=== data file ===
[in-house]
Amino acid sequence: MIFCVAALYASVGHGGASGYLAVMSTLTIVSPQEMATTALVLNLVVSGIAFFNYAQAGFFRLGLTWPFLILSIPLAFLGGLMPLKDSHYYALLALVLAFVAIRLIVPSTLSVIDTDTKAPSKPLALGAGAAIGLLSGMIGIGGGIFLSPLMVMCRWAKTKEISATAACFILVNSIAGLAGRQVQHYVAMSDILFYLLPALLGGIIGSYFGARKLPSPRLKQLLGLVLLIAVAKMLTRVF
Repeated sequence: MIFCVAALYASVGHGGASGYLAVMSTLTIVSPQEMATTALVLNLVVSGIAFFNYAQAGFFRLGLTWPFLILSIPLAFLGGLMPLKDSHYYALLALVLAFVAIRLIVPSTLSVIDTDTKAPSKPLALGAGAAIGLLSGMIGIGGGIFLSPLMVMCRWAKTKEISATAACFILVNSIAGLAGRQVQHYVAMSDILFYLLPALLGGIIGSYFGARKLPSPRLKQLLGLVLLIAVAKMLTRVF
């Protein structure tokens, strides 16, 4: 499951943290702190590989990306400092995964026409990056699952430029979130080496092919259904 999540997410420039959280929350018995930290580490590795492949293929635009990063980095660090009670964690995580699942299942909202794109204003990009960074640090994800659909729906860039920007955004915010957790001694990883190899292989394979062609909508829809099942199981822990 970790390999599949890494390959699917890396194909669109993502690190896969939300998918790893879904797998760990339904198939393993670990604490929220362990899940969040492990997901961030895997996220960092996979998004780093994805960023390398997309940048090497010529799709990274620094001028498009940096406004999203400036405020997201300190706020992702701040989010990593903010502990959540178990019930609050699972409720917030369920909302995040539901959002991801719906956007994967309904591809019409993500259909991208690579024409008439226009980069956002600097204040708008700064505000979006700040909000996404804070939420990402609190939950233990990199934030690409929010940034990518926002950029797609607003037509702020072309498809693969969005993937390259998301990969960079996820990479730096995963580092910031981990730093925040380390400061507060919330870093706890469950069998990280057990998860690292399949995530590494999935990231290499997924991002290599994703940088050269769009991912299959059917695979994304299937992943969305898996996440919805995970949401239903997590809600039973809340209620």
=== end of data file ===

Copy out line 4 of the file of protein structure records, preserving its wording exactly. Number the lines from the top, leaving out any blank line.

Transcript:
């Protein structure tokens, strides 16, 4: 499951943290702190590989990306400092995964026409990056699952430029979130080496092919259904 999540997410420039959280929350018995930290580490590795492949293929635009990063980095660090009670964690995580699942299942909202794109204003990009960074640090994800659909729906860039920007955004915010957790001694990883190899292989394979062609909508829809099942199981822990 970790390999599949890494390959699917890396194909669109993502690190896969939300998918790893879904797998760990339904198939393993670990604490929220362990899940969040492990997901961030895997996220960092996979998004780093994805960023390398997309940048090497010529799709990274620094001028498009940096406004999203400036405020997201300190706020992702701040989010990593903010502990959540178990019930609050699972409720917030369920909302995040539901959002991801719906956007994967309904591809019409993500259909991208690579024409008439226009980069956002600097204040708008700064505000979006700040909000996404804070939420990402609190939950233990990199934030690409929010940034990518926002950029797609607003037509702020072309498809693969969005993937390259998301990969960079996820990479730096995963580092910031981990730093925040380390400061507060919330870093706890469950069998990280057990998860690292399949995530590494999935990231290499997924991002290599994703940088050269769009991912299959059917695979994304299937992943969305898996996440919805995970949401239903997590809600039973809340209620």